Certification testers confirm if a datacom network or cabling in a structured wiring system is installed correctly to meet industry standards. Test equipment evolves and new models are developed to be ready when standards change.
Certification is the best way to ensure the cabling plant’s readiness for current and future applications, said Mark Mullins, global communications manager at Fluke Networks, Everett, Wash.
“Because certification is based on standards that are independent of specific network technologies, it is more ‘future-proof,’” he said. “New network technologies can emerge that base their designs on these standards and would, therefore, be supported by the certified installed cabling.”
Dan Barrera, global product manager at Ideal Networks, Rockaway, N.J., said cloud- enabled platforms are the biggest factor for increasing certification testing productivity.
“When properly integrated with the certifier, a cloud-based project management system lets project managers create complete testing projects from their offices with the correct test limits, naming conventions and cabling identifiers,” Barrera said.
Fluke Network’s Mullins said two new requirements apply to certification.
“The first is supporting field-terminated plugs, which have grown in popularity to support devices, such as access points and security cameras, where a wall plate and jack are not required,” he said. “The TIA has created a new link type, the Modular Plug Terminated Link (MPTL), for this application. MPTL tests incorporate the performance of the plug, which is not included in permanent link or channel tests but is critical because that plug was installed in the field.”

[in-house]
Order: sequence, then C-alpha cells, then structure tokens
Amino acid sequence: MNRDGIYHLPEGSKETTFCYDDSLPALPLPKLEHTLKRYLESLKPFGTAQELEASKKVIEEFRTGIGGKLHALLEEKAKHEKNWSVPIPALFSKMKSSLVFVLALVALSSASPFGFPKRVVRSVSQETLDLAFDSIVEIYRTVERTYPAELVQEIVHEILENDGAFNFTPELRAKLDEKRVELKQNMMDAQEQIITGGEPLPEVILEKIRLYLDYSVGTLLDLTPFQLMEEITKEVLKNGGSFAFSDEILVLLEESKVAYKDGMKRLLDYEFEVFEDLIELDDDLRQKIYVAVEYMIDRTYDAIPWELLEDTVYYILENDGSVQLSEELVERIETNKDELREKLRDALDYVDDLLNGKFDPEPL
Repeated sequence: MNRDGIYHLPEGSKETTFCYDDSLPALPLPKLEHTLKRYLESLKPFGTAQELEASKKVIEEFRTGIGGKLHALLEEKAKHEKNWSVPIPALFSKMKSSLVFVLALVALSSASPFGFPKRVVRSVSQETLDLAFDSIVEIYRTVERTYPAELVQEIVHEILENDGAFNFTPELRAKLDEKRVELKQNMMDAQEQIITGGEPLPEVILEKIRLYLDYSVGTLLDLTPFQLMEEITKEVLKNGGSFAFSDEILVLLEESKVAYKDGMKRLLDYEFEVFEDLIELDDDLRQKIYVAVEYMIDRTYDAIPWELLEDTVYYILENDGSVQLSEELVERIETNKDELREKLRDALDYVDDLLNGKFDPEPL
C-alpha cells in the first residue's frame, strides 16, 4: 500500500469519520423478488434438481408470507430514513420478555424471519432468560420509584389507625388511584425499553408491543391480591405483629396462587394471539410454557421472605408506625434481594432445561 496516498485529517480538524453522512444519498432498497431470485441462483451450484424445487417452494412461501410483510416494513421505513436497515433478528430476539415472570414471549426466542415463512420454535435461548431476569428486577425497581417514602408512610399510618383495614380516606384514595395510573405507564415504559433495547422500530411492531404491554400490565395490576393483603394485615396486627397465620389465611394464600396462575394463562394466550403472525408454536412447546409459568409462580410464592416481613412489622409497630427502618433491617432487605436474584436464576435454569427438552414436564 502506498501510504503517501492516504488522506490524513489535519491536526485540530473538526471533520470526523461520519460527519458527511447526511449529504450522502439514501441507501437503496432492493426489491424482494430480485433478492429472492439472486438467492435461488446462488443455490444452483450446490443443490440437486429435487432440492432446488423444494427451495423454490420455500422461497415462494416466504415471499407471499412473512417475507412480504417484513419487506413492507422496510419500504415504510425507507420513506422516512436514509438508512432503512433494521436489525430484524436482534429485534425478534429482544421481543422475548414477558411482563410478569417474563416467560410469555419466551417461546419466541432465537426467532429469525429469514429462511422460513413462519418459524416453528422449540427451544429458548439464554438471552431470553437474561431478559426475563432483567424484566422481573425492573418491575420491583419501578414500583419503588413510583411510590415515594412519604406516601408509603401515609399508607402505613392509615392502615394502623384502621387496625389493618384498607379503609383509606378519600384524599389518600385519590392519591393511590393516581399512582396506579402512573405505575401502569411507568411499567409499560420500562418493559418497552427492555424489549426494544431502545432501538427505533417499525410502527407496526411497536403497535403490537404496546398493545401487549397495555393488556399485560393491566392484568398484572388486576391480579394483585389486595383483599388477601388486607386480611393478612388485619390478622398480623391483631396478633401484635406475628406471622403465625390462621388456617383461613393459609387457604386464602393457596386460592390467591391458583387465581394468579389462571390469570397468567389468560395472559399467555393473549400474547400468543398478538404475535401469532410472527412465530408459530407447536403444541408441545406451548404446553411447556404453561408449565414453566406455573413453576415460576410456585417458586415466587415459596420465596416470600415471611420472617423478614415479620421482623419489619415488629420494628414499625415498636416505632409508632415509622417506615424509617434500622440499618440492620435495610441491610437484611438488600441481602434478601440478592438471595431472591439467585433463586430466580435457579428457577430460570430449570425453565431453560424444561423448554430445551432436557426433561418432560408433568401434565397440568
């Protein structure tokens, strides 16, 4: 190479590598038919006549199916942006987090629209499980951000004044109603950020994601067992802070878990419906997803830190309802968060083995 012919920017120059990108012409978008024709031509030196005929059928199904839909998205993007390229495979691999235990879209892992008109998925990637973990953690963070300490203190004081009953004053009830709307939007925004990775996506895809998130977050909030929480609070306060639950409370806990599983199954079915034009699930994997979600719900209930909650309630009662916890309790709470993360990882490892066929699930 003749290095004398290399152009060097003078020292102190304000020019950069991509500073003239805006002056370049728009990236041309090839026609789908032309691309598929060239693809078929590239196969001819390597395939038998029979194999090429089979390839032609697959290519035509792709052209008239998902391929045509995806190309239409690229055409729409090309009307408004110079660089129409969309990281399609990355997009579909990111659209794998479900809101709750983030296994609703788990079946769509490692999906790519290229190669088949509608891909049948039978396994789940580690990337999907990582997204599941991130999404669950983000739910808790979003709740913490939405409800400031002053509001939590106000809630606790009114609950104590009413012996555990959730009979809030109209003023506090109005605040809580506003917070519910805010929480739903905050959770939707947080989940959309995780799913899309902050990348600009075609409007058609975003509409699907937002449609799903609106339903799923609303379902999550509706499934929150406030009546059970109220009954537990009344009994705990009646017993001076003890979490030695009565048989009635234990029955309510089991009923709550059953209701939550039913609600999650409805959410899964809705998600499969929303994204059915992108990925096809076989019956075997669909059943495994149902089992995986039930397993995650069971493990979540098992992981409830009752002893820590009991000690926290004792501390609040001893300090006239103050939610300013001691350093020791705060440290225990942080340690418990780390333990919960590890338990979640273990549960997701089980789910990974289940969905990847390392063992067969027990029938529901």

The second is resistance measurements that are critical to power over ethernet (PoE), especially new 90-watt applications.
“Meeting resistance requirements ensures that the power can get through without loss or overheating, while a balanced resistance ensures that power does not interfere with data transmission on the link,” Mullins said.
Mullins said there has been a slight increase in fiber in what Fluke Network’s customers test, but copper remains the majority.
“Tools that can perform a wide variety of certification tasks (copper, fiber loss, fiber OTDR and fiber inspection) can make contractors more efficient,” he said. “A single-user interface means techs need to learn only one instrument. Second, a single reporting program, such as LinkWare, makes it easier for the administrative staff to deliver complete reports to customers.”
“For shielded systems, a tester that can measure continuity of the shield along its path and not be misled by other ground paths is essential for good performance,” Mullins said. “Efficiently using the right test equipment increases productivity and can lower costs. Considering the efficiency of modern certification tools, it’s unnecessary for each team member to have one. Team members who need to troubleshoot existing certified installations where the problems are commonly breaks, mislabeling and unauthorized changes can use more basic tools that quickly identify these problems.”